Organic conditioning films have been shown to alter properties of surfaces, such as hydrophobicity and surface free energy. Furthermore, initial bacterial adhesion has been shown to depend on the conditioning film surface properties as opposed to the properties of the virgin surface. For the particular case of nanofiltration membranes under permeate flux conditions, however, the conditioning film thickens to form a thin fouling layer. This study hence sought to determine if a thin fouling layer deposited on a nanofiltration membrane under permeate flux conditions governed bacterial adhesion in the same manner as a conditioning film on a surface. Thin fouling layers (less than 50 μm thick) of humic acid or alginic acid were formed on Dow Filmtec NF90 membranes and analysed using Atomic Force Microscopy (AFM), confocal microscopy and surface energy techniques. Fluorescent microscopy was then used to quantify adhesion of Pseudomonas fluorescens bacterial cells onto virgin or fouled membranes under filtration conditions.It was found that instead of adhering on or into the organic fouling layer, the bacterial cells penetrated the thin fouling layer and adhered directly to the membrane surface underneath. Contrary to what surface energy measurements of the fouling layer would indicate, bacteria adhered to a greater extent onto clean membranes (24 ± 3% surface coverage) than onto those fouled with humic acid (9.8 ± 4%) or alginic acid (7.5 ± 4%). These results were confirmed by AFM measurements which indicated that a considerable amount of energy (10−7 J/μm) was dissipated when attempting to penetrate the fouling layers compared to adhering onto clean NF90 membranes (10−15 J/μm). The added resistance of this fouling layer was thusly seen to reduce the number of bacterial cells which could reach the membrane surface under permeate conditions. This research has highlighted an important difference between fouling layers for the particular case of nanofiltration membranes under permeate flux conditions and surface conditioning films which should be considered when conducting adhesion experiments under filtration conditions. It has also shown AFM to be an integral tool for such experiments.
      329Scopus© Citations 20
  • Publication
    Factors influencing 4-fluorobenzoate degradation in biofilm cultures of Pseudomonas knackmussii B13
    Membrane aerated biofilm reactors (MABRs) have potential in wastewater treatment as they permit simultaneous COD minimisation, nitrification and denitrification. Here we report on the application of the MABR to the removal of fluorinated xenobiotics from wastewater, employing a Pseudomonas knackmussii monoculture to degrade the model compound 4-fluorobenzoate. Growth of biofilm in the MABR using the fluorinated compound as the sole carbon source occurred in two distinct phases, with early rapid growth (up to 0.007 h−1) followed by ten-fold slower growth after 200 h operation. Furthermore, the specific 4-fluorobenzoate degradation rate decreased from 1.2 g g−1 h−1 to 0.2 g g−1 h−1, indicating a diminishing effectiveness of the biofilm as thickness increased. In planktonic cultures stoichiometric conversion of substrate to the fluoride ion was observed, however in the MABR, approximately 85% of the fluorine added was recovered as fluoride, suggesting accumulation of ‘fluorine’ in the biofilm might account for the decreasing efficiency. This was investigated by culturing the bacterium in a tubular biofilm reactor (TBR), revealing that there was significant fluoride accumulation within the biofilm (0.25 M), which might be responsible for inhibition of 4-fluorobenzoate degradation. This contention was supported by the observation of the inhibition of biofilm accumulation on glass cover slips in the presence of 40 mM fluoride. These experiments highlight the importance of fluoride ion accumulation on biofilm performance when applied to organofluorine remediation.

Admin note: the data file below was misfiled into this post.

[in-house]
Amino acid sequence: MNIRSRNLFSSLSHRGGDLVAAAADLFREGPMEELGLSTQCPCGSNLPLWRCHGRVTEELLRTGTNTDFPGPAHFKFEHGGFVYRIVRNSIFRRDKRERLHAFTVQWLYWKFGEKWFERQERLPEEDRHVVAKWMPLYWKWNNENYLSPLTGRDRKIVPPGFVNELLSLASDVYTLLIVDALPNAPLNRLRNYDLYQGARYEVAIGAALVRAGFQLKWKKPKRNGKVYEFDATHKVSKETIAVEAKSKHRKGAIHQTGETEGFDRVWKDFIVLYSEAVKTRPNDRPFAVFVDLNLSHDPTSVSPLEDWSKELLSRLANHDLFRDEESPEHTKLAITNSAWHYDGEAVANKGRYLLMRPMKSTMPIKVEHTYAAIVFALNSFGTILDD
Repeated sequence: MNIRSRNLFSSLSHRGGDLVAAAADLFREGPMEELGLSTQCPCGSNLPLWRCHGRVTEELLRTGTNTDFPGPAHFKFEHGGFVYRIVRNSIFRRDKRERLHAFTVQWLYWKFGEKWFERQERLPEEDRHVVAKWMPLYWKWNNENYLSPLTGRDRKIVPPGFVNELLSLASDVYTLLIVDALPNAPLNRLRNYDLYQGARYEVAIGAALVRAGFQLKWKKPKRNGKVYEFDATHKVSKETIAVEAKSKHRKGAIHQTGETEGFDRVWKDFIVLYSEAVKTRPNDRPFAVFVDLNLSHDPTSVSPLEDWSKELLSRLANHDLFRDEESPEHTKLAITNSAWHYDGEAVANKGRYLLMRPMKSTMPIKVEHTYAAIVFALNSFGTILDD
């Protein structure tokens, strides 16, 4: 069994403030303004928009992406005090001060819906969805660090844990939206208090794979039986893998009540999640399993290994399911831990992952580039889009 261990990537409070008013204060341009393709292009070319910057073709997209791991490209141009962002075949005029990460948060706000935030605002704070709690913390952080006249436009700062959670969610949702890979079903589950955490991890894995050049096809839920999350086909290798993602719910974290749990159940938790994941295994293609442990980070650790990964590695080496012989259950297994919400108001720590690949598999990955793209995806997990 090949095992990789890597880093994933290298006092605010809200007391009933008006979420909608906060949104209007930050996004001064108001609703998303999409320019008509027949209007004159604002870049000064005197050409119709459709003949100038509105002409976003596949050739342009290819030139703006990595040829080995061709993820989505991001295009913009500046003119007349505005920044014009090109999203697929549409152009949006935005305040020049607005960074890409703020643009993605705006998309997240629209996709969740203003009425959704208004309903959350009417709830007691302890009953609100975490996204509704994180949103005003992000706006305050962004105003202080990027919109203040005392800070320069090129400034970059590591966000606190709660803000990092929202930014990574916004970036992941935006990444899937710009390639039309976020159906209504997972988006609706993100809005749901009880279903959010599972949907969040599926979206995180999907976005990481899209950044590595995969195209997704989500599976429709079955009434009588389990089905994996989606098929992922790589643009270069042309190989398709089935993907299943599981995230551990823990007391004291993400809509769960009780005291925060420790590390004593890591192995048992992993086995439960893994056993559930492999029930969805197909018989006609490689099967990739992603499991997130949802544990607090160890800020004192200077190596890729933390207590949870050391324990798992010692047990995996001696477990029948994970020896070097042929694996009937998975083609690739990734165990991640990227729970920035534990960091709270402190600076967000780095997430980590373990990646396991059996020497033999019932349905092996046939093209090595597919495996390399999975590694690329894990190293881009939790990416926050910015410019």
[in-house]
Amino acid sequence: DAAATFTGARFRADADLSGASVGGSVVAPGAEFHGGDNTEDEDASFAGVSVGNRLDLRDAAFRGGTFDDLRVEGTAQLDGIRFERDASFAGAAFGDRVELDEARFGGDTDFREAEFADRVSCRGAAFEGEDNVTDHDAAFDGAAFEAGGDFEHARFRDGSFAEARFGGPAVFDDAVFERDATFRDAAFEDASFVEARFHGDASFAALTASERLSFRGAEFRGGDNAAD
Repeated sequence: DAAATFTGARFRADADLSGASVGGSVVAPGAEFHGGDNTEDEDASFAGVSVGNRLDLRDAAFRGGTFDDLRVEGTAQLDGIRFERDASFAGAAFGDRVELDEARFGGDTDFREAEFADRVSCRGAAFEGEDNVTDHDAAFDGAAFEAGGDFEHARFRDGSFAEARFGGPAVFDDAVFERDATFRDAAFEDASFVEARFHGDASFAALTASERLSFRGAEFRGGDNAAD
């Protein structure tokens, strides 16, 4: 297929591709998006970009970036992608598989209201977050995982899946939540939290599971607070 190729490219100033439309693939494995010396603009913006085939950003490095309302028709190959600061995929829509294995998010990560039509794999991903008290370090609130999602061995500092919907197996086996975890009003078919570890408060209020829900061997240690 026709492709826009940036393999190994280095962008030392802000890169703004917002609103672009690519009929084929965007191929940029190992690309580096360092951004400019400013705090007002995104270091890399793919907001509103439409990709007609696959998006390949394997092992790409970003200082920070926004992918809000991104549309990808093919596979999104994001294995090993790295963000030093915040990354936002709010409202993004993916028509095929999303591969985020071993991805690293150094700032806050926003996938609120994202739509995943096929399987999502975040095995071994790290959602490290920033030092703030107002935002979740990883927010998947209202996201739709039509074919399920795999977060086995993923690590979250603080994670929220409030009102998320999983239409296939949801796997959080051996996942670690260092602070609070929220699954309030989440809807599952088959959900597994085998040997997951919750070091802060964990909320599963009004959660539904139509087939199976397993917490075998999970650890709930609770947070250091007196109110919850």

975Scopus© Citations 31
  • Publication
    Membrane aerated biofilms for high rate biotreatment : performance appraisal, engineering principles, scale-up and development requirements
    (ACS, 2008-03-15) ;
    Diffusion of the electron acceptor is the rate controlling step in virtually all biofilm reactors employed for aerobic wastewater treatment. The membrane-aerated biofilm reactor (MABR) is a technology that can deliver oxygen at high rates and transfer efficiencies, thereby enhancing the biofilm activity. This paper provides a comparative performance rate analysis of the MABR in terms of its application for carbonaceous pollutant removal, nitrification/denitrification and xenobiotic biotreatment. We also describe the mechanisms influencing process performance in the MABR and the inter-relationships between these factors. The challenges involved in scaling-up the process are discussed with recommendations for prioritization of research needs.
      1982Scopus© Citations 212